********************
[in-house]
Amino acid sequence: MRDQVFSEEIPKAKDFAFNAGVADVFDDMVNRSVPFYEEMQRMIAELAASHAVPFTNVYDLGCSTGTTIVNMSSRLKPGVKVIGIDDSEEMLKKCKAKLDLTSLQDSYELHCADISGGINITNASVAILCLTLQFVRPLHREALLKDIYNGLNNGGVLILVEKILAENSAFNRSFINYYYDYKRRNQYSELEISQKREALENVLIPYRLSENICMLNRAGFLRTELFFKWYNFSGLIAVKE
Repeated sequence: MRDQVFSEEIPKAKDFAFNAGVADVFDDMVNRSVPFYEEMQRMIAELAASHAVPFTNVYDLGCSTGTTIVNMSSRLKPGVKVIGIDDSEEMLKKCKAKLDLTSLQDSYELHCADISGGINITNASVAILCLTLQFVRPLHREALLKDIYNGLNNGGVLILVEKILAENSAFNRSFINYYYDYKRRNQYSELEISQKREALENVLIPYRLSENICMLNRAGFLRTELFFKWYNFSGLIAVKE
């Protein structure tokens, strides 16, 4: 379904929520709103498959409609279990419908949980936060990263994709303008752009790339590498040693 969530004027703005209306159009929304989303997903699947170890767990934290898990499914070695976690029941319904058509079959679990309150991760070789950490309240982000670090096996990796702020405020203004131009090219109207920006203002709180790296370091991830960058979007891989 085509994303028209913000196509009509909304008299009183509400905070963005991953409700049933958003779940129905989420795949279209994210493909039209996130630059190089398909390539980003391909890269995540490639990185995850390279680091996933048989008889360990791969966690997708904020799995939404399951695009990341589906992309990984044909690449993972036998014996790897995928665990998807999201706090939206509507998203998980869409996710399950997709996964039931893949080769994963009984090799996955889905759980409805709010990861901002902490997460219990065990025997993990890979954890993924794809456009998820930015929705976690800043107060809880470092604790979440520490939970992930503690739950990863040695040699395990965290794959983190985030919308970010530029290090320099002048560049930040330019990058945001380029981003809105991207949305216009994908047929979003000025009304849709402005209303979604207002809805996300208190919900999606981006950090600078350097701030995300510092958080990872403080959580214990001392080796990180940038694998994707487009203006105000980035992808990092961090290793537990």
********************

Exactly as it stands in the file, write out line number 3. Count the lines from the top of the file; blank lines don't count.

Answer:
Repeated sequence: MRDQVFSEEIPKAKDFAFNAGVADVFDDMVNRSVPFYEEMQRMIAELAASHAVPFTNVYDLGCSTGTTIVNMSSRLKPGVKVIGIDDSEEMLKKCKAKLDLTSLQDSYELHCADISGGINITNASVAILCLTLQFVRPLHREALLKDIYNGLNNGGVLILVEKILAENSAFNRSFINYYYDYKRRNQYSELEISQKREALENVLIPYRLSENICMLNRAGFLRTELFFKWYNFSGLIAVKE